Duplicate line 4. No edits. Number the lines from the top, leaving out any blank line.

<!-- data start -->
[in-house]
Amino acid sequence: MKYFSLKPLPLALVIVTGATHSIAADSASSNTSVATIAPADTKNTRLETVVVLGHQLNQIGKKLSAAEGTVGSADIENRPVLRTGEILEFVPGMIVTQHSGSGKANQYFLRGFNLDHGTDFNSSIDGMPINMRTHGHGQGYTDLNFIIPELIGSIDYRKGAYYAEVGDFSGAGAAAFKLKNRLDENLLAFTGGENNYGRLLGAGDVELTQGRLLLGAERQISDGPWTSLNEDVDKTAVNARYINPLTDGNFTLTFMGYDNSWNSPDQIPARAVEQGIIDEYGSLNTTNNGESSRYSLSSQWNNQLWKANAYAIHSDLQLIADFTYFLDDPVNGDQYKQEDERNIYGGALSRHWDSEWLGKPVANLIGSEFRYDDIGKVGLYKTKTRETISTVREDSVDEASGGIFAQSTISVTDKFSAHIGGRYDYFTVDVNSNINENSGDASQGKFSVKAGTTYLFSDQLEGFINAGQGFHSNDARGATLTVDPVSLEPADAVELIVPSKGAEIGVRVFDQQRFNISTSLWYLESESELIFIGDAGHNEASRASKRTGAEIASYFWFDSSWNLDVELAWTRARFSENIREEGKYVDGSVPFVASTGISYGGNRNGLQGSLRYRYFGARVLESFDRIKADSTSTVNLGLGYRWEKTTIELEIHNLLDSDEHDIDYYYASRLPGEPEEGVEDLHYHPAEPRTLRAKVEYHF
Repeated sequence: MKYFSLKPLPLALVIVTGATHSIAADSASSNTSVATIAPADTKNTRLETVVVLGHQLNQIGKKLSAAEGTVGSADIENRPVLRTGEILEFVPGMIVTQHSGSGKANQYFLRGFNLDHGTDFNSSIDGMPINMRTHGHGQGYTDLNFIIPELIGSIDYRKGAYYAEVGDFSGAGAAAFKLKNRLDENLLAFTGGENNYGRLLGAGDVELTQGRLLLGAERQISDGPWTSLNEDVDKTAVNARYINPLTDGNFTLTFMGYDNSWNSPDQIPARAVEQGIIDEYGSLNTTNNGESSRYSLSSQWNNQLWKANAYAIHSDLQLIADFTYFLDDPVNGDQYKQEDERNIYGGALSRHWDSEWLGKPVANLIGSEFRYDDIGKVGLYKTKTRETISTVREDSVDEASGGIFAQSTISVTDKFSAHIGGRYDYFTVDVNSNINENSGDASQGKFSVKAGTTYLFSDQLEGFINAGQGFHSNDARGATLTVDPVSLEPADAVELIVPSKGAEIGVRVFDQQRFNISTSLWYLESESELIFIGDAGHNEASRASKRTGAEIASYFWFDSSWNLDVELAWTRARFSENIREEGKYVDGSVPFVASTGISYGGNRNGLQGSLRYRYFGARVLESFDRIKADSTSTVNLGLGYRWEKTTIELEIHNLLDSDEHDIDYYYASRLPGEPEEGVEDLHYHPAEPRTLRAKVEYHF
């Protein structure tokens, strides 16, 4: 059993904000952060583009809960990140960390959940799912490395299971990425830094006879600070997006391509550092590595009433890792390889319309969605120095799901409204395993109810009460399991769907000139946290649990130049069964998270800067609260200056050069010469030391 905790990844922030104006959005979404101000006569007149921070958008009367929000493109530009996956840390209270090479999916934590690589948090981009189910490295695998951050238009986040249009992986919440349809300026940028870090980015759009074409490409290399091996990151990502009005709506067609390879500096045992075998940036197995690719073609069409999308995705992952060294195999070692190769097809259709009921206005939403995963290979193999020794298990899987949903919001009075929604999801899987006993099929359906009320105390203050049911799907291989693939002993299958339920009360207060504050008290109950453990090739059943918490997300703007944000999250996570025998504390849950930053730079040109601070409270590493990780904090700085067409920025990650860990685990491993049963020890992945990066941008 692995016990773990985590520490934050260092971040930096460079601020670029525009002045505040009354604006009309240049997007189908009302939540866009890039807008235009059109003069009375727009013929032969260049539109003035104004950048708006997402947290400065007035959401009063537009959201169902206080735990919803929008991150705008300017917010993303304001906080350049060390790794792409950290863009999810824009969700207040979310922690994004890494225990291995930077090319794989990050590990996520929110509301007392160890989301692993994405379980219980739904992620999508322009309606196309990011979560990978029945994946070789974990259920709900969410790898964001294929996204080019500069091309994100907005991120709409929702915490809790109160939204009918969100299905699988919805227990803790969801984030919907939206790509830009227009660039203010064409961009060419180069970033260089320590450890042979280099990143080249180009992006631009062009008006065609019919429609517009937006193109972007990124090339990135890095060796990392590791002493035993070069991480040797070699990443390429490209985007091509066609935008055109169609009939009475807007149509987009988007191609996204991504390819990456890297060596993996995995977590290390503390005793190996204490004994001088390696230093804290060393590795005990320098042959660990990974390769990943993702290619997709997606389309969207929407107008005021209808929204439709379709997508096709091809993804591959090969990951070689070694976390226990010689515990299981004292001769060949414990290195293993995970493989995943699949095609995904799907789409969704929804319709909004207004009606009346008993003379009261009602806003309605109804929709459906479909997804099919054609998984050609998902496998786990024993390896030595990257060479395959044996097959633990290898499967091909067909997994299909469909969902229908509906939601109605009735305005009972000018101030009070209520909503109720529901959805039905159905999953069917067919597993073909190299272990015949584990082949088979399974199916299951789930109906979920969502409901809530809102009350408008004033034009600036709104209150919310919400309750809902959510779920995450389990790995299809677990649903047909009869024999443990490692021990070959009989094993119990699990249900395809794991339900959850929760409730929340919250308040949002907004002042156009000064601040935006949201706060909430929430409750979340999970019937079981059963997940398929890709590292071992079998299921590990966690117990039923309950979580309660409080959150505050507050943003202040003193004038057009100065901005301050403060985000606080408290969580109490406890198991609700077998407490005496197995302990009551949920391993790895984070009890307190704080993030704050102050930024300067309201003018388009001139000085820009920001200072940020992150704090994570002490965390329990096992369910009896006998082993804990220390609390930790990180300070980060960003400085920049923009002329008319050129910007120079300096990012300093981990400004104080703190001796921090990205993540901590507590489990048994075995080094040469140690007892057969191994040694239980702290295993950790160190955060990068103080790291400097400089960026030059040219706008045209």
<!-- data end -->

């Protein structure tokens, strides 16, 4: 059993904000952060583009809960990140960390959940799912490395299971990425830094006879600070997006391509550092590595009433890792390889319309969605120095799901409204395993109810009460399991769907000139946290649990130049069964998270800067609260200056050069010469030391 905790990844922030104006959005979404101000006569007149921070958008009367929000493109530009996956840390209270090479999916934590690589948090981009189910490295695998951050238009986040249009992986919440349809300026940028870090980015759009074409490409290399091996990151990502009005709506067609390879500096045992075998940036197995690719073609069409999308995705992952060294195999070692190769097809259709009921206005939403995963290979193999020794298990899987949903919001009075929604999801899987006993099929359906009320105390203050049911799907291989693939002993299958339920009360207060504050008290109950453990090739059943918490997300703007944000999250996570025998504390849950930053730079040109601070409270590493990780904090700085067409920025990650860990685990491993049963020890992945990066941008 692995016990773990985590520490934050260092971040930096460079601020670029525009002045505040009354604006009309240049997007189908009302939540866009890039807008235009059109003069009375727009013929032969260049539109003035104004950048708006997402947290400065007035959401009063537009959201169902206080735990919803929008991150705008300017917010993303304001906080350049060390790794792409950290863009999810824009969700207040979310922690994004890494225990291995930077090319794989990050590990996520929110509301007392160890989301692993994405379980219980739904992620999508322009309606196309990011979560990978029945994946070789974990259920709900969410790898964001294929996204080019500069091309994100907005991120709409929702915490809790109160939204009918969100299905699988919805227990803790969801984030919907939206790509830009227009660039203010064409961009060419180069970033260089320590450890042979280099990143080249180009992006631009062009008006065609019919429609517009937006193109972007990124090339990135890095060796990392590791002493035993070069991480040797070699990443390429490209985007091509066609935008055109169609009939009475807007149509987009988007191609996204991504390819990456890297060596993996995995977590290390503390005793190996204490004994001088390696230093804290060393590795005990320098042959660990990974390769990943993702290619997709997606389309969207929407107008005021209808929204439709379709997508096709091809993804591959090969990951070689070694976390226990010689515990299981004292001769060949414990290195293993995970493989995943699949095609995904799907789409969704929804319709909004207004009606009346008993003379009261009602806003309605109804929709459906479909997804099919054609998984050609998902496998786990024993390896030595990257060479395959044996097959633990290898499967091909067909997994299909469909969902229908509906939601109605009735305005009972000018101030009070209520909503109720529901959805039905159905999953069917067919597993073909190299272990015949584990082949088979399974199916299951789930109906979920969502409901809530809102009350408008004033034009600036709104209150919310919400309750809902959510779920995450389990790995299809677990649903047909009869024999443990490692021990070959009989094993119990699990249900395809794991339900959850929760409730929340919250308040949002907004002042156009000064601040935006949201706060909430929430409750979340999970019937079981059963997940398929890709590292071992079998299921590990966690117990039923309950979580309660409080959150505050507050943003202040003193004038057009100065901005301050403060985000606080408290969580109490406890198991609700077998407490005496197995302990009551949920391993790895984070009890307190704080993030704050102050930024300067309201003018388009001139000085820009920001200072940020992150704090994570002490965390329990096992369910009896006998082993804990220390609390930790990180300070980060960003400085920049923009002329008319050129910007120079300096990012300093981990400004104080703190001796921090990205993540901590507590489990048994075995080094040469140690007892057969191994040694239980702290295993950790160190955060990068103080790291400097400089960026030059040219706008045209």